Seattle Times: User-Friendly iMac G5 Keeps it Simple

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Glen Fleishman is adding to some positive words he wrote for the Seattle Times when Apple introduced its new iMac G5. Mr. Fleishman has gotten some face time with the iMac, thanks to a loaner unit from Apple, and he says that using it is better than seeing it, and that the best thing is how simple has made the design. From the review:

To me, however, the best part of the iMacis design is not the stand, the rear location of all of the ports or even the double-shot layers of white and crystal plastic that encase the unit. No, the best part is cracking open the shell. If youive ever had to dig around the innards of a computer, you know some components are hard to reach, use different size screws and often have sharp edges.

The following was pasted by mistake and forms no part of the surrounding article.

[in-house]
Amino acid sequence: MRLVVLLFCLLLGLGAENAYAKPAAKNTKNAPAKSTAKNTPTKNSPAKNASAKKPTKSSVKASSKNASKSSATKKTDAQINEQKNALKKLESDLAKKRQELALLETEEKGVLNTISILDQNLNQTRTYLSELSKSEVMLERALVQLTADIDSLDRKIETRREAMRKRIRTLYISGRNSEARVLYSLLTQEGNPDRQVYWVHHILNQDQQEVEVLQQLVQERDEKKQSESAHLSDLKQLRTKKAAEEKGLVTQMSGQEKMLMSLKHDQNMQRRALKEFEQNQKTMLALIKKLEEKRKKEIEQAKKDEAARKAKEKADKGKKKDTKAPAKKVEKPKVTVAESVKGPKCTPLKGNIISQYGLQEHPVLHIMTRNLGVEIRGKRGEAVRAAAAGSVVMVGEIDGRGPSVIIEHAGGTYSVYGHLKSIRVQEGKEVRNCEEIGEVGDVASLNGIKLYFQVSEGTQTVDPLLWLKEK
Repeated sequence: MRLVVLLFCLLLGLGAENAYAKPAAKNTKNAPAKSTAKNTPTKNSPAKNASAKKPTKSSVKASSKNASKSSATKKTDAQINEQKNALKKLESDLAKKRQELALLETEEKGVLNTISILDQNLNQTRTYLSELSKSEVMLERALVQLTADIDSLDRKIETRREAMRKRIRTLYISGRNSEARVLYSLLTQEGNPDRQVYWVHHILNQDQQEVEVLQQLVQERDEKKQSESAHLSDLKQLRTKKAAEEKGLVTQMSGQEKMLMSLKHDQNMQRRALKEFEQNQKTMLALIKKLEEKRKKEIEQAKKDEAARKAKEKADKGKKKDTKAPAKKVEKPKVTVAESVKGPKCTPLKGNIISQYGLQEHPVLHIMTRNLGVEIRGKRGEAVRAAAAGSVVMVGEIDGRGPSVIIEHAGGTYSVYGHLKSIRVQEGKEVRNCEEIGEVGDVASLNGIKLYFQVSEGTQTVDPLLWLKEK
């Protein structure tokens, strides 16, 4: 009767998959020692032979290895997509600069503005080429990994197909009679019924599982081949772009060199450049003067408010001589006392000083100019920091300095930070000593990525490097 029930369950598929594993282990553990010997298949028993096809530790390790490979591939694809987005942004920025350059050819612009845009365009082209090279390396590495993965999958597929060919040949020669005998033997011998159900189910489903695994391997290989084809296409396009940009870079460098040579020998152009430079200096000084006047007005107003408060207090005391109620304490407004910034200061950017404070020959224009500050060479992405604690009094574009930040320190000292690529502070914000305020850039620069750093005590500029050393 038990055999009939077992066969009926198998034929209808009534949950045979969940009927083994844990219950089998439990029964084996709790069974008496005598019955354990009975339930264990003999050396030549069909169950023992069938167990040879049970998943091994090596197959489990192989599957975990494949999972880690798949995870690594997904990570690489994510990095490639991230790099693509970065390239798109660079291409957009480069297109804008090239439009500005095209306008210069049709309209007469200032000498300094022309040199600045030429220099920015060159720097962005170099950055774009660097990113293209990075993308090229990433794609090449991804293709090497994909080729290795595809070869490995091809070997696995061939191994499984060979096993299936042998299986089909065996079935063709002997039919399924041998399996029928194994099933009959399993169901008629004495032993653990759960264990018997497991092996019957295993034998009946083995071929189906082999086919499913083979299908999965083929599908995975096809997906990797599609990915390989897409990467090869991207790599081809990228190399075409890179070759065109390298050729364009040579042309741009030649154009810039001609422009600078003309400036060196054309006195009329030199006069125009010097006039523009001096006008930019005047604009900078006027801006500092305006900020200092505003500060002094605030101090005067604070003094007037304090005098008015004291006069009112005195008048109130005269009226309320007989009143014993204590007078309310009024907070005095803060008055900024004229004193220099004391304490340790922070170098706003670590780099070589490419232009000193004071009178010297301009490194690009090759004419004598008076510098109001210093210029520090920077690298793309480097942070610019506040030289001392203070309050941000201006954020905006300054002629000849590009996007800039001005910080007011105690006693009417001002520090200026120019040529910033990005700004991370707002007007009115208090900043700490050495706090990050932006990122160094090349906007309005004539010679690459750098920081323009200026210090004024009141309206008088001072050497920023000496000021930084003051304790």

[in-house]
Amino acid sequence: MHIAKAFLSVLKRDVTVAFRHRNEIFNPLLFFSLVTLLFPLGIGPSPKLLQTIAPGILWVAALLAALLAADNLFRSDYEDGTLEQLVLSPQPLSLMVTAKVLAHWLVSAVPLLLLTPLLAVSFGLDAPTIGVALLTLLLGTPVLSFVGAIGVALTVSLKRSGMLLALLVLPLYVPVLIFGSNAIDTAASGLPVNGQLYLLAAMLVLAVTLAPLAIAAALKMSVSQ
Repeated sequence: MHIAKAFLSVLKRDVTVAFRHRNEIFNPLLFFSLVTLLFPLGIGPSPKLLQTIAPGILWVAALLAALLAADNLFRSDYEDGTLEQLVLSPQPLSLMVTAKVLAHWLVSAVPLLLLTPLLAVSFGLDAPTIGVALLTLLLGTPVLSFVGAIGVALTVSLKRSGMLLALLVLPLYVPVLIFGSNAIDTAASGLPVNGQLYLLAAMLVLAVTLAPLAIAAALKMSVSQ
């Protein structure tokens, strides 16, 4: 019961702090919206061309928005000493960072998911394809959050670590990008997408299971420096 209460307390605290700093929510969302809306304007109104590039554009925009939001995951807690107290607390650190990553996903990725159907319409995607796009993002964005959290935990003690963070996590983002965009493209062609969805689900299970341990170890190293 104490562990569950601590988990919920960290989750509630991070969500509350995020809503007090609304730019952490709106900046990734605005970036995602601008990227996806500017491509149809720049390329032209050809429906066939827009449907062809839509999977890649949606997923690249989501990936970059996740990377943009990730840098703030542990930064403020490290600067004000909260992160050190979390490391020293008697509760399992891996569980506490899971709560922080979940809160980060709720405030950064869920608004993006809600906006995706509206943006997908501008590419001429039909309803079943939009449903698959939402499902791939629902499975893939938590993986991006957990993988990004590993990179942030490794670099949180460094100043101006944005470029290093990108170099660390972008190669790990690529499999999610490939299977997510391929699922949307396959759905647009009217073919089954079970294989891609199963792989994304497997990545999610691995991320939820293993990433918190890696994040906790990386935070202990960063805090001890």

By contrast, to open the iMac G5, you loosen three screws on the bottom edge and lift the back panel off using the stand. The screws are designed to just loosen and stay in place, so you wonit inadvertently drop and lose them.

With the guts revealed, you can replace (or upgrade, depending on the part) nearly every component inside, from memory to hard drive to logic board. This is a huge design effort and will no doubt reduce the time and money required for Apple to repair iMacs and reduce the time youire without a computer.

In the full review, Mr. Fleishman also discusses how fast the iMac G5 is, how nice it was to use Appleis wireless keyboard, the bundled software, the display, and more. He also recommends that people bump up the RAM past the default amount included by Apple, but does not criticize the company for that default.

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